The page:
17. Jan 2, 2016 #16

    cnh1995

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    I don't know much about the waveguide approach. But if I place a 9V battery on a table and a bulb adjacent to it without any wires connecting it to the source, will there be 9V p.d across the bulb through the EM field propagated through space, even for nanoseconds?
     
  18. Jan 2, 2016 #17

    davenn

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    no, cuz there is no flow of charge from the battery to the bulb ... no physical circuit
    BUT this is VERY different to a situation where you have an AC source of an EM field ... say a radio transmitter
    it's quite easy to light a bulb that isn't physically connected to the source ... IT IS lit by the propagating EM field
    I have done this in years gone by using a LED to detect the RF/EM field

    I have also done this in yrs gone by .....

    tubes_and_pylons_at_dusk.jpg

    The fluoro tubes are lit only by the radiated EM field from the HV power lines


    Dave
     
  19. Jan 2, 2016 #18

    cnh1995

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    That is very cool! Now, in my original diagram, if I put two open switches in the place of capacitors, would there be 9V across the bulb, even for nanoseconds? To make the charges flow in the circuit, there must be some voltage present. Voltage is first developed across the bulb and then the charges start flowing. How does the battery voltage reach the bulb? Through conductors or through the space? Where exactly am I screwing this up?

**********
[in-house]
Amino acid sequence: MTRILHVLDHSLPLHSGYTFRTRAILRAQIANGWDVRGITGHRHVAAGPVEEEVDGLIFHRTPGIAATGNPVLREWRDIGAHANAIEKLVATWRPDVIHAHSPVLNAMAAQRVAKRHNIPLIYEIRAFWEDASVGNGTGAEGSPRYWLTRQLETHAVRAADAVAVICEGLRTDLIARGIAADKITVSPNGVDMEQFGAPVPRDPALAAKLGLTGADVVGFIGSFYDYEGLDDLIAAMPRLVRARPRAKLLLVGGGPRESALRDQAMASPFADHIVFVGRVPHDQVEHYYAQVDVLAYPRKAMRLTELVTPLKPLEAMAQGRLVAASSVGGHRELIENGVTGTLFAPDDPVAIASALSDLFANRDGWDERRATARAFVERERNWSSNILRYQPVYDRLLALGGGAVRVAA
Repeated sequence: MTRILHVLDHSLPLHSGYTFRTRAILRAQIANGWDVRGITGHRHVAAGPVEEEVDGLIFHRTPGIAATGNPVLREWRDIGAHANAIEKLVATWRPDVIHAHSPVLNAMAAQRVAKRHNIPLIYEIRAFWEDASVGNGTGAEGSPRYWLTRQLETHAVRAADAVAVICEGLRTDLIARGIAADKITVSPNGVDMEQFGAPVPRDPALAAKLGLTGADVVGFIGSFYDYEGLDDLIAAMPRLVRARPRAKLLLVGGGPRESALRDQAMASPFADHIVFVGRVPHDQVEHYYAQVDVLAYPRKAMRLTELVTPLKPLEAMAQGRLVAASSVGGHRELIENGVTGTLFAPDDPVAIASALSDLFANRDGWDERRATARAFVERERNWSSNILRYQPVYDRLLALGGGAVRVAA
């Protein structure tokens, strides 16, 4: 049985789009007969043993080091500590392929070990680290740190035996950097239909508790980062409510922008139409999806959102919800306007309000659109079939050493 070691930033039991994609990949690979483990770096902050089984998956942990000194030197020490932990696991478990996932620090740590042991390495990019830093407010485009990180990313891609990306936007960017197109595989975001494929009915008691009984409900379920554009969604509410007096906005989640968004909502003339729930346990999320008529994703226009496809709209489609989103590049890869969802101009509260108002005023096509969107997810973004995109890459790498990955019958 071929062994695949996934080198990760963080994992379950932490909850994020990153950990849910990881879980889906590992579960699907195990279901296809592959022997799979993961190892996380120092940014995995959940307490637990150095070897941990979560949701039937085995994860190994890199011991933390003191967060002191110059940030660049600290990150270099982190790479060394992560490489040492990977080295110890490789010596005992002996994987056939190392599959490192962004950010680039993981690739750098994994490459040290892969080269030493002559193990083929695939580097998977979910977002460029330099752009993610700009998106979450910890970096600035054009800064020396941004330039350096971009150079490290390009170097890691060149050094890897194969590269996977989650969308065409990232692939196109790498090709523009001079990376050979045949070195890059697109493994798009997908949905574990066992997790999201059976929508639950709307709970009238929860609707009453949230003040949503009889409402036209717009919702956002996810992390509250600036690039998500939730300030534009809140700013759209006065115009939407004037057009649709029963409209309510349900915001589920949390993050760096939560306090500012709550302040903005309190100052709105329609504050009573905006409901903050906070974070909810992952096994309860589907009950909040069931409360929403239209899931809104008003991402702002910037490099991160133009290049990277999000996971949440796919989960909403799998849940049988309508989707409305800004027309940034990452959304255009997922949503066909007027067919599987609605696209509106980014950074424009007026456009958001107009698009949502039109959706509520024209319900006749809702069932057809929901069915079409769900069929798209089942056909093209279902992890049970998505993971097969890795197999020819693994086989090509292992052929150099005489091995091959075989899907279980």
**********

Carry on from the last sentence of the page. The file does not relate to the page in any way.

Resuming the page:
20. Jan 2, 2016 #19

    davenn

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    no, I don't think so, as the contacts in the switch would not have a large enough capacitance to store a big enough charge to produce the same flow of charge like seen with a capacitor
    Keep in mind, the capacitor value would been to be significant to see a measurable effect big enough to momentarily light a bulb. I would expect at minimum, 100's or 1000's of uF

    Do some experimenting and see if you can make a bulb light up :smile:


    no, the flow of charge, as I said earlier, generates a small and brief voltage difference across the resistance of the bulb. If the bulb had zero resistance, then no voltage could be generated across it

    it doesn't except during that very brief time that the capacitor charges to the battery voltage.
    Once the cap reaches battery voltage across it, there will no longer be a charge flowing and you would not measure any voltage difference across the bulb

    D
     
  21. Jan 2, 2016 #20

    cnh1995

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    Yes, I am talking about that very brief time when the capacitors charge to the battery voltage. How is that voltage developed across the bulb when there are two dielectric breaks in the circuit? Is it the EM wave through the space around the conductors or is it through the conductors and the dielectrics?
    And congratulations for the award!:smile: